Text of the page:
3. Develop A Working Table Of Contents

Once you have the Vision and Purpose for your book you’re in a position to write a working table of contents.

There are two key concepts here, ‘working’ and list.

Be assured you’re not creating a final table of contents – that will only come as you actually write the book. This is just a list.

Create a list

In fact, that’s the way I start and I make the same suggestion to my coaching clients who are writing a book. Open a new file and simply start writing down a list of everything you think you want to include in your book. (You can also do this with pencil and paper if you like, in fact if you use 3×5 cards you can literally shuffle them easily.)

Give yourself plenty of time over a couple of days.  Don’t worry about order for now, just get your ideas down in list form.

Your goal is between ten and 20 main topics. If you find yourself with much less, see if you can subdivide the items; if you have many more see what you can combine.

Most books have between ten and 20 chapters. If you find yourself too much under or over go back to your Purpose Statement and make sure everything really belongs in this book.

Remember, these are only guidelines or suggestions, so don’t obsess.


Once you sense your list probably contains what it should, start bringing some order to it. Don’t be surprised if you find some things are actually subdivisions of something else – that’s fine, just indent or put a minus sign in front of those. Other topics may need to be split and it’s usual for you to remember something you left out as you’re working with your list.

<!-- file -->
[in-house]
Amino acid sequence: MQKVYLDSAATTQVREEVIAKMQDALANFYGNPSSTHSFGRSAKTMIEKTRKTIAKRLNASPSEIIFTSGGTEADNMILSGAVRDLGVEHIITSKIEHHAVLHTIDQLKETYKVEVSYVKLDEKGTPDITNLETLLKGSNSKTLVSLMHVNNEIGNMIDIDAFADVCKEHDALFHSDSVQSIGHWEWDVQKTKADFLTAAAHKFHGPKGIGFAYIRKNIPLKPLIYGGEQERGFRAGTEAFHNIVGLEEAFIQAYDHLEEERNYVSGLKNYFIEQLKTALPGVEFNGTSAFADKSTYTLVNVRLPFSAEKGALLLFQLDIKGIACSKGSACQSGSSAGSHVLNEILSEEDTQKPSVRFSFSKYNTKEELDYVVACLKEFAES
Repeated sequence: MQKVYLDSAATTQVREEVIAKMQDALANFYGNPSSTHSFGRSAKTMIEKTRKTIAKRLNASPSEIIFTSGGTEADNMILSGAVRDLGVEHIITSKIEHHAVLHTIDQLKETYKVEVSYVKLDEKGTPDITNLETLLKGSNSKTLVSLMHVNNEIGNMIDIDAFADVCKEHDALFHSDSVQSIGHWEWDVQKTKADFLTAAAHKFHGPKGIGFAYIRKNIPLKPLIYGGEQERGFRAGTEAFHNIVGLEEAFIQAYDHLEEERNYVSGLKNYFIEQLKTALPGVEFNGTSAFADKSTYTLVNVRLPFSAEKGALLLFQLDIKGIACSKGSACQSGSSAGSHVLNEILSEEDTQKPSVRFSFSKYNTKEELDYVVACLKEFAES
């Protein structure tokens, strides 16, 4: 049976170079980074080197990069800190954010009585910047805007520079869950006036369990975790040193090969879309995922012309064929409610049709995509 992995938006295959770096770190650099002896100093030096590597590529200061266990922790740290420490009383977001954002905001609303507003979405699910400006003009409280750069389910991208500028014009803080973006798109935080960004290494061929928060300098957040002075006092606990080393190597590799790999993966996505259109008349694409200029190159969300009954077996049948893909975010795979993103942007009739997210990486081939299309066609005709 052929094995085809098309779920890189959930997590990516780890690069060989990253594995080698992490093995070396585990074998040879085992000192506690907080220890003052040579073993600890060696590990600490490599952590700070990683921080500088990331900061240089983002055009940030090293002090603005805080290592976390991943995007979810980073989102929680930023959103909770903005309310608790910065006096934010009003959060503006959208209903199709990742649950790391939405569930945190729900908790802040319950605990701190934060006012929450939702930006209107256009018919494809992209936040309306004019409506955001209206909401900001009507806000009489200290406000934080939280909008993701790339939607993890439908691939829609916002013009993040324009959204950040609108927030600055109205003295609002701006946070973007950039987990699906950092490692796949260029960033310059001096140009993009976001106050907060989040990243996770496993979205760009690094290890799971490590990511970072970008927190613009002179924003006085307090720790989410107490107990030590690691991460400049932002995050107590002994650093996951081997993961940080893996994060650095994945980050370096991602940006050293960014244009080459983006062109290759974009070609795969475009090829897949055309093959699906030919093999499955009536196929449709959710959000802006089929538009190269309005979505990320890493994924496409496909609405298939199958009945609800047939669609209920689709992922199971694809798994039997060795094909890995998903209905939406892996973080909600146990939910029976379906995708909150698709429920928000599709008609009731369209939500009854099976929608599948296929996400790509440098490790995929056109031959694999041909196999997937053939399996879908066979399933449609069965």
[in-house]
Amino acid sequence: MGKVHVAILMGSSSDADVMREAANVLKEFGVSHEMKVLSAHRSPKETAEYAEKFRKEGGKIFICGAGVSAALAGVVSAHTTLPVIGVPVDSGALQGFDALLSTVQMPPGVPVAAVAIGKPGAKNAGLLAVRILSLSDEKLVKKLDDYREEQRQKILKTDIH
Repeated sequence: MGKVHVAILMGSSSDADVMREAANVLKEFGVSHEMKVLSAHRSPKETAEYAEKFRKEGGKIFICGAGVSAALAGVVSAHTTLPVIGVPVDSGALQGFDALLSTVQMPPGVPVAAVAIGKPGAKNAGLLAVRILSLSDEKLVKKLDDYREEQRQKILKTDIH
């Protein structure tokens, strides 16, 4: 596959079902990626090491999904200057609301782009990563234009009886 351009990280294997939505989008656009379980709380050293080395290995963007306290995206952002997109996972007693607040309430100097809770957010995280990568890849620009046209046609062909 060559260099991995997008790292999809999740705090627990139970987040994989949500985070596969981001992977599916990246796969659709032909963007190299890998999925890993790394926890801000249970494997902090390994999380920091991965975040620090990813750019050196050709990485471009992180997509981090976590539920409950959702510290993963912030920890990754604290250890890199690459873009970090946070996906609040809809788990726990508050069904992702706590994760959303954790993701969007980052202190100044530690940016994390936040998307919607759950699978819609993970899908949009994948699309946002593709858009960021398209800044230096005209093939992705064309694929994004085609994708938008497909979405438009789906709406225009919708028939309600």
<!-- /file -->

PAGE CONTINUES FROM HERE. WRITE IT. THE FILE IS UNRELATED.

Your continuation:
An ordered list = a working table of contents

Once you’ve got a list that makes sense to you in both its contents and its order you’ve got a working table of contents. We call it ‘working’ because it will change as you go – that’s the way it works.

Congratulate yourself because you’ve now got the basic structure of your book down on paper.

Exactly what you do next depends, as so many things in writing a book do.

Some people love making rather complete outlines, others hate that approach and want to start writing. Either approach and everything in between works. If you’re not sure which is best for you, experiment.

Keep these facts in mind

  • Books don’t necessarily get written front to back. You can start writing any place you like. Obviously, as you near completion you’ll have all the pieces in place and in order, but it doesn’t have to be done in a direct line.
  • Your working table of contents is more than likely to change as you work with the material – that’s why it’s a working table of contents.
  • There’s no one way to get a book written, and, in spite of what you’ve heard, no best way that works for everyone. This is your book and you get to get it written in your own way.

What’s your preference, outlining or writing, and why?

Write well and often,

Anne Wayman, Ghostwriter and Writing Coach


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{ 2 comments… read them below or add one }

Moniqua Christensen June 28, 2012 at 6:18 am

Hi Anne,